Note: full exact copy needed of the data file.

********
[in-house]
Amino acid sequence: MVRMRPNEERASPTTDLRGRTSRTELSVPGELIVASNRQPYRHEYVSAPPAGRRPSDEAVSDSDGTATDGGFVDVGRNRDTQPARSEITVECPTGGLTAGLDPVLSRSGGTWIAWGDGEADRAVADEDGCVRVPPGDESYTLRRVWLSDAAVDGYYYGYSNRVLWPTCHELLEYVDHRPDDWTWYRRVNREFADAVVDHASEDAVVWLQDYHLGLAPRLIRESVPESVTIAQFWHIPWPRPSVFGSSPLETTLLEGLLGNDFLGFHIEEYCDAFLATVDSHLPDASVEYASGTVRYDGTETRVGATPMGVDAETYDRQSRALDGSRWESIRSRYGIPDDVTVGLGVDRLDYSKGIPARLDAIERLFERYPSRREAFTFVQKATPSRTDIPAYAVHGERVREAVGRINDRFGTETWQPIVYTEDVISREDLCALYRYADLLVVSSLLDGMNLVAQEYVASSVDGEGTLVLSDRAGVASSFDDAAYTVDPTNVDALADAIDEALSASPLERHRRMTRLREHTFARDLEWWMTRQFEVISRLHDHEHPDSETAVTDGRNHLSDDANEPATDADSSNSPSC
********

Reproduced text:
[in-house]
Amino acid sequence: MVRMRPNEERASPTTDLRGRTSRTELSVPGELIVASNRQPYRHEYVSAPPAGRRPSDEAVSDSDGTATDGGFVDVGRNRDTQPARSEITVECPTGGLTAGLDPVLSRSGGTWIAWGDGEADRAVADEDGCVRVPPGDESYTLRRVWLSDAAVDGYYYGYSNRVLWPTCHELLEYVDHRPDDWTWYRRVNREFADAVVDHASEDAVVWLQDYHLGLAPRLIRESVPESVTIAQFWHIPWPRPSVFGSSPLETTLLEGLLGNDFLGFHIEEYCDAFLATVDSHLPDASVEYASGTVRYDGTETRVGATPMGVDAETYDRQSRALDGSRWESIRSRYGIPDDVTVGLGVDRLDYSKGIPARLDAIERLFERYPSRREAFTFVQKATPSRTDIPAYAVHGERVREAVGRINDRFGTETWQPIVYTEDVISREDLCALYRYADLLVVSSLLDGMNLVAQEYVASSVDGEGTLVLSDRAGVASSFDDAAYTVDPTNVDALADAIDEALSASPLERHRRMTRLREHTFARDLEWWMTRQFEVISRLHDHEHPDSETAVTDGRNHLSDDANEPATDADSSNSPSC